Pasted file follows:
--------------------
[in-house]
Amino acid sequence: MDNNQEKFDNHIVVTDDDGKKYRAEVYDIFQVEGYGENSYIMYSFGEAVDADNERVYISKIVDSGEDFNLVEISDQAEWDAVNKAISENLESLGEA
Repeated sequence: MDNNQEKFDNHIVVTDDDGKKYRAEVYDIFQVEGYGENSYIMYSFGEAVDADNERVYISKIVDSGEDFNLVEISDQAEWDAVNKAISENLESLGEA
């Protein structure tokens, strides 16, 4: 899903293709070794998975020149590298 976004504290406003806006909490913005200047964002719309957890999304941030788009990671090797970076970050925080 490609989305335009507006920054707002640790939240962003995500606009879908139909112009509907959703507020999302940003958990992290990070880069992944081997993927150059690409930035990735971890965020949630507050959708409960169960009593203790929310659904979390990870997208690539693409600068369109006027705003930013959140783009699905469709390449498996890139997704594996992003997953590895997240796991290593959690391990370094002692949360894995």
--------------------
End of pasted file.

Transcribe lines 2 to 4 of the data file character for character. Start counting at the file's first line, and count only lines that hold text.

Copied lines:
Amino acid sequence: MDNNQEKFDNHIVVTDDDGKKYRAEVYDIFQVEGYGENSYIMYSFGEAVDADNERVYISKIVDSGEDFNLVEISDQAEWDAVNKAISENLESLGEA
Repeated sequence: MDNNQEKFDNHIVVTDDDGKKYRAEVYDIFQVEGYGENSYIMYSFGEAVDADNERVYISKIVDSGEDFNLVEISDQAEWDAVNKAISENLESLGEA
């Protein structure tokens, strides 16, 4: 899903293709070794998975020149590298 976004504290406003806006909490913005200047964002719309957890999304941030788009990671090797970076970050925080 490609989305335009507006920054707002640790939240962003995500606009879908139909112009509907959703507020999302940003958990992290990070880069992944081997993927150059690409930035990735971890965020949630507050959708409960169960009593203790929310659904979390990870997208690539693409600068369109006027705003930013959140783009699905469709390449498996890139997704594996992003997953590895997240796991290593959690391990370094002692949360894995």